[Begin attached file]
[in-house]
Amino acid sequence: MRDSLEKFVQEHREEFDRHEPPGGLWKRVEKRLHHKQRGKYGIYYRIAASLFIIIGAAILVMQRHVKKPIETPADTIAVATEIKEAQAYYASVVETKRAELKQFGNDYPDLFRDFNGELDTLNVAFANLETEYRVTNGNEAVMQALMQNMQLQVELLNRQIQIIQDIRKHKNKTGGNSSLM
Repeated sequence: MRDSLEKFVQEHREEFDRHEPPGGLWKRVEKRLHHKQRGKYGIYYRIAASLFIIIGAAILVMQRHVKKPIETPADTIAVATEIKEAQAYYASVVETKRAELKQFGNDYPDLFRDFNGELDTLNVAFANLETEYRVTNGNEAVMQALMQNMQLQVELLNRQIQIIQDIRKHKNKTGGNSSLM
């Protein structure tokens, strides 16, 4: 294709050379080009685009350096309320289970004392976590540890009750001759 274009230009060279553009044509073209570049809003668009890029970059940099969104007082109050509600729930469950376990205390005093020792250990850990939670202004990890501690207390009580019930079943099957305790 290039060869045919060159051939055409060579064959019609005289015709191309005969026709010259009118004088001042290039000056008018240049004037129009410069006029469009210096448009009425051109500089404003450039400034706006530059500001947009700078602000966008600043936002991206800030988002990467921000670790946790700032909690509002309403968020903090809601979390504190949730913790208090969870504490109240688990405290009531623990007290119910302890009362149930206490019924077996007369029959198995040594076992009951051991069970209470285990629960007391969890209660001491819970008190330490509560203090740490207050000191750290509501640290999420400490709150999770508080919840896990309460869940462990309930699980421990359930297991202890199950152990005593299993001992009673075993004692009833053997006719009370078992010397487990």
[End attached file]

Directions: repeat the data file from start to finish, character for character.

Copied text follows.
[in-house]
Amino acid sequence: MRDSLEKFVQEHREEFDRHEPPGGLWKRVEKRLHHKQRGKYGIYYRIAASLFIIIGAAILVMQRHVKKPIETPADTIAVATEIKEAQAYYASVVETKRAELKQFGNDYPDLFRDFNGELDTLNVAFANLETEYRVTNGNEAVMQALMQNMQLQVELLNRQIQIIQDIRKHKNKTGGNSSLM
Repeated sequence: MRDSLEKFVQEHREEFDRHEPPGGLWKRVEKRLHHKQRGKYGIYYRIAASLFIIIGAAILVMQRHVKKPIETPADTIAVATEIKEAQAYYASVVETKRAELKQFGNDYPDLFRDFNGELDTLNVAFANLETEYRVTNGNEAVMQALMQNMQLQVELLNRQIQIIQDIRKHKNKTGGNSSLM
């Protein structure tokens, strides 16, 4: 294709050379080009685009350096309320289970004392976590540890009750001759 274009230009060279553009044509073209570049809003668009890029970059940099969104007082109050509600729930469950376990205390005093020792250990850990939670202004990890501690207390009580019930079943099957305790 290039060869045919060159051939055409060579064959019609005289015709191309005969026709010259009118004088001042290039000056008018240049004037129009410069006029469009210096448009009425051109500089404003450039400034706006530059500001947009700078602000966008600043936002991206800030988002990467921000670790946790700032909690509002309403968020903090809601979390504190949730913790208090969870504490109240688990405290009531623990007290119910302890009362149930206490019924077996007369029959198995040594076992009951051991069970209470285990629960007391969890209660001491819970008190330490509560203090740490207050000191750290509501640290999420400490709150999770508080919840896990309460869940462990309930699980421990359930297991202890199950152990005593299993001992009673075993004692009833053997006719009370078992010397487990």